Glory Guitars: Memoir of a ’90s Teenage Punk Rock Grrrl
By Gogo Germaine

THE EDITED PRESS RELEASE: “Ensconced in the black hole between childhood and adulthood, a glorious degenerate-grade freedom endures. A rebellion from respectability. An anathema to normalcy. It is the type of defiance that’s hopeful ― hurt by the world but looking to reconcile it. Enter Gogo Germaine and her girl gang of delinquents. As manic teens in the ’90s punk scene, they engage in a vivid spectrum of misbehavior ― from truancy to tattoos to trespassing. Here, in the underbelly of adolescence, music is God and the rest is a rush of nihilism. Gogo and her friends stumble through sound and fury into questionable firsts at varying degrees of sobriety. Many of us blunder through that black hole. It is a point of universal convergence, manifested by divergent experiences. Gogo’s rebellion may look different from yours, but the soaring highs and visceral lows will be familiar.”

The Journal of Beatles Studies (Volume 1, Issue 1)
By Holly Tessler & Paul Long

THE EDITED PRESS RELEASE: “To mark the first issue of this exciting new journal, Liverpool University Press are publishing a commemorative paperback edition of The Journal of Beatles Studies, the first journal to establish The Beatles as an object of academic research, and will publish original, rigorously researched essays, notes, as well as book and media reviews. The journal aims to provide a voice to new and emerging research locating the Beatles in new contexts, groups and communities from within and beyond academic institutions; to inaugurate, innovate, interrogate and challenge narrative, cultural historical and musicological tropes about The Beatles as both subject and object of study; and to publish original and critical research from scholars around the globe and across disciplines. The Journal of Beatles Studies establishes a scholarly focal point for critique, dialogue and exchange on the nature, scope and value of The Beatles as an object of academic enquiry and seeks to examine and assess the continued economic value and cultural values generated by and around The Beatles, for policy makers, creative industries and consumers. The journal also seeks to approach The Beatles as a prism for accessing insight into wider historical, social and cultural issues.”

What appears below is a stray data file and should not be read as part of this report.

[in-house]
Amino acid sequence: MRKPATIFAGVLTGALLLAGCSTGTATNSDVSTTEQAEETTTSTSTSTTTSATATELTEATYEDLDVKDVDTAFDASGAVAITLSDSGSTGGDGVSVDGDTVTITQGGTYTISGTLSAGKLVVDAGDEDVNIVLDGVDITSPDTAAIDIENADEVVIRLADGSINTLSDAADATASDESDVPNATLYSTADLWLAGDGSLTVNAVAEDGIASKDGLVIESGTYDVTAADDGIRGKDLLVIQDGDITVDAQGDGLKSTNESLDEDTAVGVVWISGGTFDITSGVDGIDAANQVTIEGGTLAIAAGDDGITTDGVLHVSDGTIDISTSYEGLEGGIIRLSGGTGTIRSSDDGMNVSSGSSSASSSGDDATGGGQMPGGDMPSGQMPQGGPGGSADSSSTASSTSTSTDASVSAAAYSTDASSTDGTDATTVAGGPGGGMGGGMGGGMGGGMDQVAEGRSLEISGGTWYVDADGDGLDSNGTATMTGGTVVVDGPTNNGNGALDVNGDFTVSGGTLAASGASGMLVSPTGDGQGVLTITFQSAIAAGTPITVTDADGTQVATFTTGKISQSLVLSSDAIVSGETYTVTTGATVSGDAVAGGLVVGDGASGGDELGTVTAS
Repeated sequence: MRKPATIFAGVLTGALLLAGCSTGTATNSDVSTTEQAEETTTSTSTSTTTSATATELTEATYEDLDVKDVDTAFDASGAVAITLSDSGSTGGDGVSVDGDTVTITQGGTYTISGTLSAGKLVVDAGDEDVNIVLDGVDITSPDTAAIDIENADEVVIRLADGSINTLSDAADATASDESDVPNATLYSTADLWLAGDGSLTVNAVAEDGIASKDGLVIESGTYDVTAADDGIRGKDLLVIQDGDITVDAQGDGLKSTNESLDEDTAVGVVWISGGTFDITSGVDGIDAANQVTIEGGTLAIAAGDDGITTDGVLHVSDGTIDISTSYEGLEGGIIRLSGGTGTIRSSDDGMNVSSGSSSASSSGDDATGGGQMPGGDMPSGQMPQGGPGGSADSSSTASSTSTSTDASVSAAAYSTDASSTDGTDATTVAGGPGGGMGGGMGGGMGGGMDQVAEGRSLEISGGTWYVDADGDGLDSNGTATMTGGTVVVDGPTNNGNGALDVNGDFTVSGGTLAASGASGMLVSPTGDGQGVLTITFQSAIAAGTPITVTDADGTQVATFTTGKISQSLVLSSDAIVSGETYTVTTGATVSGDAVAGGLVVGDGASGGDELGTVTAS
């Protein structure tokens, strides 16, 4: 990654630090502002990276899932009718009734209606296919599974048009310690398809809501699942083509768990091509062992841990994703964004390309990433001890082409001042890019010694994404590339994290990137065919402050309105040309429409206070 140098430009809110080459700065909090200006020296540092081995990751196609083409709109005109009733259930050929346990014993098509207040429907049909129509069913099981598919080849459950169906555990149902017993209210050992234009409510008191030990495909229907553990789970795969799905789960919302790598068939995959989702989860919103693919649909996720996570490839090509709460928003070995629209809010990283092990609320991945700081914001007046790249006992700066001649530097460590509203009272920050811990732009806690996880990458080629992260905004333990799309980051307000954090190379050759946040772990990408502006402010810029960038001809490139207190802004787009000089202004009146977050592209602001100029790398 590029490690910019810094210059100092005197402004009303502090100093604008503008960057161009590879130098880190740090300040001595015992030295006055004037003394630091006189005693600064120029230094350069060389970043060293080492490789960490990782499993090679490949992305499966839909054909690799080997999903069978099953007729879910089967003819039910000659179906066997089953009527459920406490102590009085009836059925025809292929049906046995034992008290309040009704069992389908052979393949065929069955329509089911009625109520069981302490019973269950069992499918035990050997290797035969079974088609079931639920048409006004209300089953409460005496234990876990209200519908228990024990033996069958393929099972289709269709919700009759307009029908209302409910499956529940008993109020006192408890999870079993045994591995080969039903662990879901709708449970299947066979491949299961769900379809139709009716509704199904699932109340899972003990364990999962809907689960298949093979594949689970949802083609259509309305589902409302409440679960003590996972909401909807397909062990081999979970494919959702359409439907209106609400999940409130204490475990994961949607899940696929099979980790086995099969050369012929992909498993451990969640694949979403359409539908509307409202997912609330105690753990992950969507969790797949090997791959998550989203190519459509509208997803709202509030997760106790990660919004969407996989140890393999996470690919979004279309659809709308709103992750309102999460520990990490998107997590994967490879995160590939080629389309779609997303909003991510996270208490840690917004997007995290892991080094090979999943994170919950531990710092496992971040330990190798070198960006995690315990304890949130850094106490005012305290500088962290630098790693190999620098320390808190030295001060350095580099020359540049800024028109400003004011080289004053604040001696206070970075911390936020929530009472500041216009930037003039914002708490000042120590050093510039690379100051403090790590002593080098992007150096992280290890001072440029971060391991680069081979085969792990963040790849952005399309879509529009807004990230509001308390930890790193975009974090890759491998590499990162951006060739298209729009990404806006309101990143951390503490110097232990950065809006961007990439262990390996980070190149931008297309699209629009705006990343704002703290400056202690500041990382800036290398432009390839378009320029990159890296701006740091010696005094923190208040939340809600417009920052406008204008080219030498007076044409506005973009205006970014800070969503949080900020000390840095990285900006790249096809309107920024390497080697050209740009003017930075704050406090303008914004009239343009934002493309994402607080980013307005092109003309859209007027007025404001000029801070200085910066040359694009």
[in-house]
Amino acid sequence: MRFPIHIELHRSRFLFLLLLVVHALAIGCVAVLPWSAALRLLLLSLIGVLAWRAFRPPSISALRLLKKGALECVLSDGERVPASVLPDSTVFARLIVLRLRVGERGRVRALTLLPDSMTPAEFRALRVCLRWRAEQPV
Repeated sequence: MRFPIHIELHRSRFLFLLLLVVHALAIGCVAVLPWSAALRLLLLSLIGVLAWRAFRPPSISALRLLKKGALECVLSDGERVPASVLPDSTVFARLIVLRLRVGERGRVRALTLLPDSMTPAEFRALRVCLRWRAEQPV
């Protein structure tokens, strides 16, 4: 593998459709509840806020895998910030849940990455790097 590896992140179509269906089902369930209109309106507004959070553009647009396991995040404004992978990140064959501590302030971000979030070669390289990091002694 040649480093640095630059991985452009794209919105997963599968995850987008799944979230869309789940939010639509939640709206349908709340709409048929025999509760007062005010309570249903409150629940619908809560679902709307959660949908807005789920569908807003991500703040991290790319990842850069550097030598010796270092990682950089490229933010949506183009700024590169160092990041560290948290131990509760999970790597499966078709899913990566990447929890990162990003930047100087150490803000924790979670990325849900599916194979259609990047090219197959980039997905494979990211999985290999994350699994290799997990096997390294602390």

Soul Serenade: King Curtis and His Immortal Saxophone
By Timothy R Hoover

THE EDITED PRESS RELEASE: “Although in 2000 he became the first sideman inducted into the Rock And Roll Hall of Fame, “King CurtisOusley never lived to accept his award. Tragically, he was murdered outside his New York City home in 1971. At that moment, 37-year-old King Curtis was widely regarded as the greatest R&B saxophone player of all time. He also may have been the most prolific, having recorded with well over 200 artists during an 18-year span. Soul Serenade is the definitive biography of one of the most influential musicians of the ’50s, ’60s and early ’70s. Timothy R. Hoover chronicles King Curtis’s meteoric rise from a humble Texas farm to the recording studios of Memphis, Muscle Shoals, and New York City as well as to some of the world’s greatest music stages, including the Apollo Theatre, Fillmore West and Montreux Jazz Festival. Curtis’s “chicken-scratch” solos on The CoastersYakety Yak changed the role of the saxophone in rock ’n’ roll forever. His band opened for The Beatles at their famous Shea Stadium concert in 1965. He also backed his “little sister” and close friend Aretha Franklin on nearly all of her tours and Atlantic Records productions from 1967 until his death. Soul Serenade is the result of more than 20 years of interviews and research. It is the most comprehensive exploration of Curtis’s complex personality: his contagious sense of humor and endearing southern elegance as well as his love for gambling and his sometimes aggressive temperament. Hoover explores Curtis’s vibrant relationships and music-making with the likes of Buddy Holly, Sam Cooke, Isaac Hayes, Jimi Hendrix, Aretha Franklin, Otis Redding, Sam Moore, Donny Hathaway and Duane Allman, among many others.”